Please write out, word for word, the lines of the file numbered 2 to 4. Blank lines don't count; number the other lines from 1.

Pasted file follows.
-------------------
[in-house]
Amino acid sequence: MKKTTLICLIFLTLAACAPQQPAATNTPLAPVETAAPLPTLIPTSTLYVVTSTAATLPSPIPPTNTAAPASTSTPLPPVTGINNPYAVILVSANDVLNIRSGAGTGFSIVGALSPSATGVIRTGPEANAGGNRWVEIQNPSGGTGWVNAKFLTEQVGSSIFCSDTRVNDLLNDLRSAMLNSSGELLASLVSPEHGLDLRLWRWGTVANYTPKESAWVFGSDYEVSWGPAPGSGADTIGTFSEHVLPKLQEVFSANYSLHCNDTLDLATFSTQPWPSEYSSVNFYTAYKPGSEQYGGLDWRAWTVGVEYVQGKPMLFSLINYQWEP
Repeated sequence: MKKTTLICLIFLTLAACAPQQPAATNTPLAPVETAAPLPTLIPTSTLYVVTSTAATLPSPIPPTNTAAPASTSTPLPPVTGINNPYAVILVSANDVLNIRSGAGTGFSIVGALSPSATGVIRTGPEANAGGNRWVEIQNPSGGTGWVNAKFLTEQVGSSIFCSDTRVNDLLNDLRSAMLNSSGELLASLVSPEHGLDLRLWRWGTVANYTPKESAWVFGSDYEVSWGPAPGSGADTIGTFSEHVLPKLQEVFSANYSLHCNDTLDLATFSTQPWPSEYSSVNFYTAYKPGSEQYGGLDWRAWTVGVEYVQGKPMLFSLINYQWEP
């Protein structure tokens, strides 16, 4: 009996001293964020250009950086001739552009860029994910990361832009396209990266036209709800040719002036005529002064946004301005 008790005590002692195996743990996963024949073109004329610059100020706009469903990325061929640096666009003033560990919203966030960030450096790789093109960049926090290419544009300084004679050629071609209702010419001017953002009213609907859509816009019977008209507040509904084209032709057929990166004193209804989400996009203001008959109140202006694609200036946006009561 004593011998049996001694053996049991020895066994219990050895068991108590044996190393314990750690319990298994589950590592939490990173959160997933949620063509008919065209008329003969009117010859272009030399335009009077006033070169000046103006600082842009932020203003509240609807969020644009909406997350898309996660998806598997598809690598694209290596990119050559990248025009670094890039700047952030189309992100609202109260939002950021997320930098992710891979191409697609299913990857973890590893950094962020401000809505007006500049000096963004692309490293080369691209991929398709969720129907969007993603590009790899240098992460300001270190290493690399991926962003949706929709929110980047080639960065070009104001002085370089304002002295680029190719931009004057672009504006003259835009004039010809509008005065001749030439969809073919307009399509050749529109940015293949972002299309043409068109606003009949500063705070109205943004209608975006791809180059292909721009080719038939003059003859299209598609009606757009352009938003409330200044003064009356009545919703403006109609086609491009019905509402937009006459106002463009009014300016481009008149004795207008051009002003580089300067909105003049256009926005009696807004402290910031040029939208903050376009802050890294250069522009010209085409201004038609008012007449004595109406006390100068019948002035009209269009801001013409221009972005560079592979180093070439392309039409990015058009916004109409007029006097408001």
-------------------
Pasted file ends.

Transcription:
Amino acid sequence: MKKTTLICLIFLTLAACAPQQPAATNTPLAPVETAAPLPTLIPTSTLYVVTSTAATLPSPIPPTNTAAPASTSTPLPPVTGINNPYAVILVSANDVLNIRSGAGTGFSIVGALSPSATGVIRTGPEANAGGNRWVEIQNPSGGTGWVNAKFLTEQVGSSIFCSDTRVNDLLNDLRSAMLNSSGELLASLVSPEHGLDLRLWRWGTVANYTPKESAWVFGSDYEVSWGPAPGSGADTIGTFSEHVLPKLQEVFSANYSLHCNDTLDLATFSTQPWPSEYSSVNFYTAYKPGSEQYGGLDWRAWTVGVEYVQGKPMLFSLINYQWEP
Repeated sequence: MKKTTLICLIFLTLAACAPQQPAATNTPLAPVETAAPLPTLIPTSTLYVVTSTAATLPSPIPPTNTAAPASTSTPLPPVTGINNPYAVILVSANDVLNIRSGAGTGFSIVGALSPSATGVIRTGPEANAGGNRWVEIQNPSGGTGWVNAKFLTEQVGSSIFCSDTRVNDLLNDLRSAMLNSSGELLASLVSPEHGLDLRLWRWGTVANYTPKESAWVFGSDYEVSWGPAPGSGADTIGTFSEHVLPKLQEVFSANYSLHCNDTLDLATFSTQPWPSEYSSVNFYTAYKPGSEQYGGLDWRAWTVGVEYVQGKPMLFSLINYQWEP
């Protein structure tokens, strides 16, 4: 009996001293964020250009950086001739552009860029994910990361832009396209990266036209709800040719002036005529002064946004301005 008790005590002692195996743990996963024949073109004329610059100020706009469903990325061929640096666009003033560990919203966030960030450096790789093109960049926090290419544009300084004679050629071609209702010419001017953002009213609907859509816009019977008209507040509904084209032709057929990166004193209804989400996009203001008959109140202006694609200036946006009561 004593011998049996001694053996049991020895066994219990050895068991108590044996190393314990750690319990298994589950590592939490990173959160997933949620063509008919065209008329003969009117010859272009030399335009009077006033070169000046103006600082842009932020203003509240609807969020644009909406997350898309996660998806598997598809690598694209290596990119050559990248025009670094890039700047952030189309992100609202109260939002950021997320930098992710891979191409697609299913990857973890590893950094962020401000809505007006500049000096963004692309490293080369691209991929398709969720129907969007993603590009790899240098992460300001270190290493690399991926962003949706929709929110980047080639960065070009104001002085370089304002002295680029190719931009004057672009504006003259835009004039010809509008005065001749030439969809073919307009399509050749529109940015293949972002299309043409068109606003009949500063705070109205943004209608975006791809180059292909721009080719038939003059003859299209598609009606757009352009938003409330200044003064009356009545919703403006109609086609491009019905509402937009006459106002463009009014300016481009008149004795207008051009002003580089300067909105003049256009926005009696807004402290910031040029939208903050376009802050890294250069522009010209085409201004038609008012007449004595109406006390100068019948002035009209269009801001013409221009972005560079592979180093070439392309039409990015058009916004109409007029006097408001």